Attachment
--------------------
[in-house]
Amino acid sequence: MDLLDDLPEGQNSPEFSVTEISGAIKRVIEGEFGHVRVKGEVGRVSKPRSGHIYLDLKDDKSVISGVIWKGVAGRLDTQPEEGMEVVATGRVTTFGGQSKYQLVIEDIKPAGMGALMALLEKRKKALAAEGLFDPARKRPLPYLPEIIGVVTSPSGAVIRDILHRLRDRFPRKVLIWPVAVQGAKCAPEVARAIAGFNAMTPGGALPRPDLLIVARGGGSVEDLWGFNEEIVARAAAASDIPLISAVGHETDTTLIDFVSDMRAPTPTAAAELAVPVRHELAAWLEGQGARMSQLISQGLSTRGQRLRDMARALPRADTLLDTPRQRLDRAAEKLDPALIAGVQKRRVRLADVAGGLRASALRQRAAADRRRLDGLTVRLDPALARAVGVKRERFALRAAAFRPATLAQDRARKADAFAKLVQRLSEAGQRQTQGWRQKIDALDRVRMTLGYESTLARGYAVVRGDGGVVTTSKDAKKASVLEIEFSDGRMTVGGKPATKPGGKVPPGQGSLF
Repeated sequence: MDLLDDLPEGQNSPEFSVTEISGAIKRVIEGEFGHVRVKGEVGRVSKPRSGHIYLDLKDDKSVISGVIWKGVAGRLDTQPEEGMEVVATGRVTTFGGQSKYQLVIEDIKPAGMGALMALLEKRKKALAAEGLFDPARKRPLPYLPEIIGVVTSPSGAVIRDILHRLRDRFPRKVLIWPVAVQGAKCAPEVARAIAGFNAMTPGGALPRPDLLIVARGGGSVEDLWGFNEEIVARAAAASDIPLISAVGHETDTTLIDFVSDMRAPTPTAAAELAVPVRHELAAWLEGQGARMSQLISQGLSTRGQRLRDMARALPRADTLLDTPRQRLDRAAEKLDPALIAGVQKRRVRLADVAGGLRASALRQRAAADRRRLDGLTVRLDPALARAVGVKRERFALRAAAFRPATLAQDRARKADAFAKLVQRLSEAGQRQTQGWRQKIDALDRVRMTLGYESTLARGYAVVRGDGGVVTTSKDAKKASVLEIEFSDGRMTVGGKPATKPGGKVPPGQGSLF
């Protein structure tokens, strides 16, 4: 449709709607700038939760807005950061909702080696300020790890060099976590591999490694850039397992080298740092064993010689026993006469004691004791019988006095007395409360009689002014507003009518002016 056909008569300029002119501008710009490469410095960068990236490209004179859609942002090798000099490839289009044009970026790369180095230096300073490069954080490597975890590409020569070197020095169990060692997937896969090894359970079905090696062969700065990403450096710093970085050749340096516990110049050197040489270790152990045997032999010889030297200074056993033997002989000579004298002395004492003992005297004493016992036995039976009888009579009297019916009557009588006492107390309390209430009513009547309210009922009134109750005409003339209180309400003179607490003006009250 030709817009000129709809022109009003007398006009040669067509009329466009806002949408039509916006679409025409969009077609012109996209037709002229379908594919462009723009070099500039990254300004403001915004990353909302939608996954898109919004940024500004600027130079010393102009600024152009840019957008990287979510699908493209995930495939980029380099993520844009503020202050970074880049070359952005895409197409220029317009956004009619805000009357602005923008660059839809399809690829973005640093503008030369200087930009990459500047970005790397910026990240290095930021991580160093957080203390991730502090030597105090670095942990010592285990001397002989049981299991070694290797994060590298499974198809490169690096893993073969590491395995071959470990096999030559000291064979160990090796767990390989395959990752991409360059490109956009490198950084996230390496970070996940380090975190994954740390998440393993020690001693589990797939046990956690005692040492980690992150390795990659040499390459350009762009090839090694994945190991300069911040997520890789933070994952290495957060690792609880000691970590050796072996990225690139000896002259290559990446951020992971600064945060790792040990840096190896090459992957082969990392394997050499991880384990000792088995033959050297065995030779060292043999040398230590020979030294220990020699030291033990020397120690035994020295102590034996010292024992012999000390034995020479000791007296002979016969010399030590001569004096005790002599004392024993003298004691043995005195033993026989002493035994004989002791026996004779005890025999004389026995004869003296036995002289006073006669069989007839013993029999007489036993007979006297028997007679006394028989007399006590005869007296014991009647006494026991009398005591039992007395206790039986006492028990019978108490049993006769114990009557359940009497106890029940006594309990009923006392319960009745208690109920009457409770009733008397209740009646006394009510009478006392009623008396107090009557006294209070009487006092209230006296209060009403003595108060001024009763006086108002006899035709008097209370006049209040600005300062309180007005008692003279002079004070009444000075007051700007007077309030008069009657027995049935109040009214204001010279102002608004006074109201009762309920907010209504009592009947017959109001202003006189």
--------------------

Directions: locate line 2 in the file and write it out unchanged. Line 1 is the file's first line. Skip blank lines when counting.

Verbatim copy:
Amino acid sequence: MDLLDDLPEGQNSPEFSVTEISGAIKRVIEGEFGHVRVKGEVGRVSKPRSGHIYLDLKDDKSVISGVIWKGVAGRLDTQPEEGMEVVATGRVTTFGGQSKYQLVIEDIKPAGMGALMALLEKRKKALAAEGLFDPARKRPLPYLPEIIGVVTSPSGAVIRDILHRLRDRFPRKVLIWPVAVQGAKCAPEVARAIAGFNAMTPGGALPRPDLLIVARGGGSVEDLWGFNEEIVARAAAASDIPLISAVGHETDTTLIDFVSDMRAPTPTAAAELAVPVRHELAAWLEGQGARMSQLISQGLSTRGQRLRDMARALPRADTLLDTPRQRLDRAAEKLDPALIAGVQKRRVRLADVAGGLRASALRQRAAADRRRLDGLTVRLDPALARAVGVKRERFALRAAAFRPATLAQDRARKADAFAKLVQRLSEAGQRQTQGWRQKIDALDRVRMTLGYESTLARGYAVVRGDGGVVTTSKDAKKASVLEIEFSDGRMTVGGKPATKPGGKVPPGQGSLF